Wednesday, September 20, 2006

A rant about God

Billiam the Conqueror wrote about why he believes in God last Friday. So, I was inspired to write the foregoing spiel about why we should develop a relationship with our Creator. Enjoy!

There are certain universal questions that we ask ourselves as human beings…Is there a God? Why are we here? The answer to these is as fleeting as a falling star and as difficult to grasp as eating Jell-o with chop sticks.

Here’s my take on the whole God & Creation thing…

The one mutuality we all share is the desire to know that our presence on this Earth has somehow effected and impacted those around us. But how do we measure the impact of our own existence? Simple, we don’t. The power is not ours and it will never be. We are no more capable of measuring the force of our life than the fish is capable of measuring how much water it displaces as it swims through the ocean. How do we measure the impact our lives have had on the human condition? We don’t, that power belongs only to our creator, to God.

Alfred Lord Tennyson once wrote, “I am a part of all that I have met.” We are all part of a collective and to assume otherwise is foolish. God put us on this Earth as a collective. Our mere presence in the world affects the rest of the world. This is the whole “a butterfly beats its wings in Africa and creates the hurricane that hits North America” philosophy.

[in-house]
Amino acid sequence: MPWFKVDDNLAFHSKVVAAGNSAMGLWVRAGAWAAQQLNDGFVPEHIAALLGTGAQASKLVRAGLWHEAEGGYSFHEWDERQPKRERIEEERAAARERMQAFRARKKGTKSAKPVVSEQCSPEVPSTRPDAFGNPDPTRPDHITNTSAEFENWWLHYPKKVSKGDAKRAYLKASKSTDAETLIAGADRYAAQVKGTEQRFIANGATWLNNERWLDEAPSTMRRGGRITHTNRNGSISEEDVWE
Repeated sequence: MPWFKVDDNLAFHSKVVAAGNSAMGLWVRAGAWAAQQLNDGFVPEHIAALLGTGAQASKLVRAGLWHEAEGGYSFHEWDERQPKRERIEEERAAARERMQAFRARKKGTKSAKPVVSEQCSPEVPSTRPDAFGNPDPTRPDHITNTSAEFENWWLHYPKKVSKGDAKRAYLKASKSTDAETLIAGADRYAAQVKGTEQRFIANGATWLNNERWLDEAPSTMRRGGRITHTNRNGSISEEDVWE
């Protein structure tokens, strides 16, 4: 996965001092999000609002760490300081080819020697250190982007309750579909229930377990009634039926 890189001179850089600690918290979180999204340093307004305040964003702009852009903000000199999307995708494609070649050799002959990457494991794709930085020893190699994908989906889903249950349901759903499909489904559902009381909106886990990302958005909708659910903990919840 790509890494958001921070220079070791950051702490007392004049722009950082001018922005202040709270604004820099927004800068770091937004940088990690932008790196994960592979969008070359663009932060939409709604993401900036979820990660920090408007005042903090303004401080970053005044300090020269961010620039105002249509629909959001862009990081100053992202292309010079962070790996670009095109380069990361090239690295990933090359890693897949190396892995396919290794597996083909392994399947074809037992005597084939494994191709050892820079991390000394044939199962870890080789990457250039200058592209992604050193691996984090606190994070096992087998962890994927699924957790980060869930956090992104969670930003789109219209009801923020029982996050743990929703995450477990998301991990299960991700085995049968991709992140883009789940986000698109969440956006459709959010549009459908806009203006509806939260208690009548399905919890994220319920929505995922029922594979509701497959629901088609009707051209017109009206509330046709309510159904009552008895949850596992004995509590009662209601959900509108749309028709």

To deny our role as curators of God’s museum, this very planet is to court disaster. We as a people need to honor God, we do this through faith. The concept of faith, in my opinion, has been perverted by years of religious angst. Faith is faith, not religion. Too many religious sects treat a relationship with God as an albatross around the neck, be they Muslim, Christian, Hindu, Buddhist, Daoism, etc. Faith is something to be celebrated, not denigrated. It doesn’t matter what faith you are, just that have faith.

Why do I bring up faith? Simple, we as human beings are made of three primary elements; mind, body, soul. And as such we were created by God, full of limitless potential. To truly honor God’s work we need to strengthen our being. We need to treat our bodies well by eating healthy and exercising. We need to tend to our brain pans by seeking out knowledge, educate ourselves, quit being stupid or wallowing in ignorance. And finally, we need to cultivate the soul.

Improving our bodies and minds is easy. But how do we develop our soul? The answer is not easy but I’ll do my amateurish best…

First off, we should do our best to introduce humility in our lives. His Holiness the Dalai Lama is one of the most influential men in the world but to hear him speak before 15,000 as he did this past Sunday here in Denver, you would swear you’re just chilling with someone’s grandpa. That’s humility.

Next, we must start treating members of our collective with understanding and grace. Too often we form a knee jerk reaction to that which annoys us. Don’t. Also, take it upon yourself to make someone smile.